net hikes to carving interest rate. the scale is smaller but the direction is still the same, or fiscal expansion, or clarity, i think the u.k. will be just fine. i think we are going to see a shift in the way the policy affords housing -- it's always about nuance license that theresa may -- there is more of a holistic approach to housing. there was always talk about trying to get housing to play up but it must be limited to raising the rate. i think the recognition, pulling more levers, get housing , even talk about local authorities building more, we all want to own a home but
private rent is just fine. rent is something else we should be supporting. there's a more holistic approach and whether we see more incentives for institutions and a better way forward obviously time will tell. ultimately it is quite profitable for the market. steen, he has been spending plenty of time with morning. -- with us this morning. surges, rate cut was insufficient. this is bloomberg. ♪
guy: a quick look at my gmm. this gives you a great snapshot of the story -- one area you want to focus on is what's happening with the new zealand dollar where we saw a basis point cut, signaling clearly that it wanted more and the reserve bank saying that was not on the table. the new zealand dollar spikes on the back of that -- will he sees more to come. we continue to focus on what is happening in the bond market this morning and for the first time we don't have the market
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guy: welcome back. you are watching "on the move," 30 minutes into the trading day. how are things shaping up? this is will we see around europe. markets getting a little bit more negative, the ftse 100 and underperformer, largely on technical reasons. that's being priced out in terms of the point performance. the dax is trading lower. cac basically flat. below the surface, plenty going on. plenty we need to talk about. the other thing i want to mention is what's happening with the pound. it is trading against the dollar at 129.79. here's elliott gotkine. elliott: germany is in focus
today, fewer big corporate earnings after the last few days -- you can see we start with a tour operator today has cut its sales forecast but maintained its underlying earnings forecast. things could have been worse given what's happening with markets, but shares are rising shares up 3.3%, hagel coming out of earnings that beat analyst estimates thanks to rising profit margins. going in the other direction we have all the german utilities, just under 3% this morning, a second-quarter loss which missed analyst estimates. time to round up what's going on in germany. caroline: there is no output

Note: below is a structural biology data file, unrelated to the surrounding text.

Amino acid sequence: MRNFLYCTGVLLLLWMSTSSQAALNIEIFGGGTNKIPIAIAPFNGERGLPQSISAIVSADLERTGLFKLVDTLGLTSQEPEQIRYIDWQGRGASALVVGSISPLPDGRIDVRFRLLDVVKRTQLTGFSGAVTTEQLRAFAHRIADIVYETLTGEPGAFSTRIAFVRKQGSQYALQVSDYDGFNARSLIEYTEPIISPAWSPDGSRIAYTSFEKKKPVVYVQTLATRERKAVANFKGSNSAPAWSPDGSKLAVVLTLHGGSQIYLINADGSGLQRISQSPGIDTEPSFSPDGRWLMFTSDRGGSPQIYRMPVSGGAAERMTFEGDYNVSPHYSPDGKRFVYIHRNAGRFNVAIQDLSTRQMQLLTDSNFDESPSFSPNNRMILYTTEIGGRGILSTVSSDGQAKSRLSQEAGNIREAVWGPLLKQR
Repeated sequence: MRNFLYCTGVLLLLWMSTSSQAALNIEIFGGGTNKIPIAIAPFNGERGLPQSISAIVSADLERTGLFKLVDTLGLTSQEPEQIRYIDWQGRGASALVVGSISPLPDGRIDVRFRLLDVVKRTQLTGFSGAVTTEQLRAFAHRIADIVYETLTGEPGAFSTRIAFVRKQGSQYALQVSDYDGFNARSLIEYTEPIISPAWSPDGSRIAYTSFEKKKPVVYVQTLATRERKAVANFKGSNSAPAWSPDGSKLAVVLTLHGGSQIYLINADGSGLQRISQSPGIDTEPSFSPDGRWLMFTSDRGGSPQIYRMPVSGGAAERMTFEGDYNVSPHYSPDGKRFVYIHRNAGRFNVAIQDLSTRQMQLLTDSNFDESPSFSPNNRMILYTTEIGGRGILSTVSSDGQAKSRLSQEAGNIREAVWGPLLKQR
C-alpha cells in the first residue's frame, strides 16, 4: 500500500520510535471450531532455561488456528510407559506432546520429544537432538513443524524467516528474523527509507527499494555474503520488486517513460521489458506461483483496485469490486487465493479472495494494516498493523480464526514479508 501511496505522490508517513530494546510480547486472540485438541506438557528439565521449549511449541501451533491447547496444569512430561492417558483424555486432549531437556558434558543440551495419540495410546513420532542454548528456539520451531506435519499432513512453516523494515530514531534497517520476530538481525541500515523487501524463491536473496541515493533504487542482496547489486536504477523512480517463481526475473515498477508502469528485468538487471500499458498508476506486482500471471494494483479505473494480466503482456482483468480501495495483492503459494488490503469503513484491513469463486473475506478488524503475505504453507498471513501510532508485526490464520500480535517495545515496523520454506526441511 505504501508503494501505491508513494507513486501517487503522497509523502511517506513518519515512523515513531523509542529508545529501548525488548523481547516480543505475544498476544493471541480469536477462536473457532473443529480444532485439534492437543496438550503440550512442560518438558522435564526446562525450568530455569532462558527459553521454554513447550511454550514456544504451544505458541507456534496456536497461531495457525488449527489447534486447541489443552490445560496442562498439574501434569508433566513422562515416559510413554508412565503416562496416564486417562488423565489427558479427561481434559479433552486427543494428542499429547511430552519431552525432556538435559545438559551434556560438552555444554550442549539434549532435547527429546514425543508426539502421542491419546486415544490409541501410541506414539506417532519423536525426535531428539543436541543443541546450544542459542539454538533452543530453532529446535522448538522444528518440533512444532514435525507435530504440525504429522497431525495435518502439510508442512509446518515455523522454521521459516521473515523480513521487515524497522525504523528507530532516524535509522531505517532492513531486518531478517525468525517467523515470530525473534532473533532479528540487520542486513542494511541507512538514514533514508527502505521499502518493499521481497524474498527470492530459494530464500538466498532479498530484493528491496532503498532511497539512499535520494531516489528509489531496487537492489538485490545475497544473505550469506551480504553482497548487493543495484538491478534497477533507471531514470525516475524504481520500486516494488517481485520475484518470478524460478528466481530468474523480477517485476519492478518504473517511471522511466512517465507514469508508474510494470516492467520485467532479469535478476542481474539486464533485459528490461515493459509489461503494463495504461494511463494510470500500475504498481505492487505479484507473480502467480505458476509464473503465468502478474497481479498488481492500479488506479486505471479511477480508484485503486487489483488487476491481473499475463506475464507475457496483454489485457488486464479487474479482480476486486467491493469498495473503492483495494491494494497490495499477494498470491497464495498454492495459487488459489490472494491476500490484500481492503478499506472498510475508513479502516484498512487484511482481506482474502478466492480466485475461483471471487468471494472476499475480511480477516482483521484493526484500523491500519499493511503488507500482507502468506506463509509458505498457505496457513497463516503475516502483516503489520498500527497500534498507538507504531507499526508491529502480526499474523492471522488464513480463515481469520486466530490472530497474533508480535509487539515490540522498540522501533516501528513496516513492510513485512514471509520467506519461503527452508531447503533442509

freeze anytime soon, pumping at record amounts in july. we are joined from dubai with a .hart of the day >> it seems nobody is getting enough in terms of oil market views. they are telling the oil market that they pump to 6.7 million barrel per day. i me put some context there, the highest since june, 2015. i put this on a charge. what i have marked is the number that they filed, opec circled at the orange top right. and the line in yellow is the wti price. important takeaways from this report is that the main message is that the group as a whole is pumping more than 46,000 barrels july andn the month of
also that there are concerns about oversupply on the one hand and dwindling demand on the other, particularly pointing to weakening as a result of the driving season coming to an end. all of this is ahead of when opec is supposed to informally meet in algiers. it ists say so far unlikely they are going to come to a tangible agreement, but let's see what happens. guy: thank you very much. joining us out of dubai. glencore's output fell in the second quarter after the closure theome mindes, company saying they are waiting for a better price environment. let's get that share price. year-to-date, gaining some of the losses it made. an impressive performance in the entire space if you got a net the right time. but we do see some big falls generating gains. metal mining analyst joins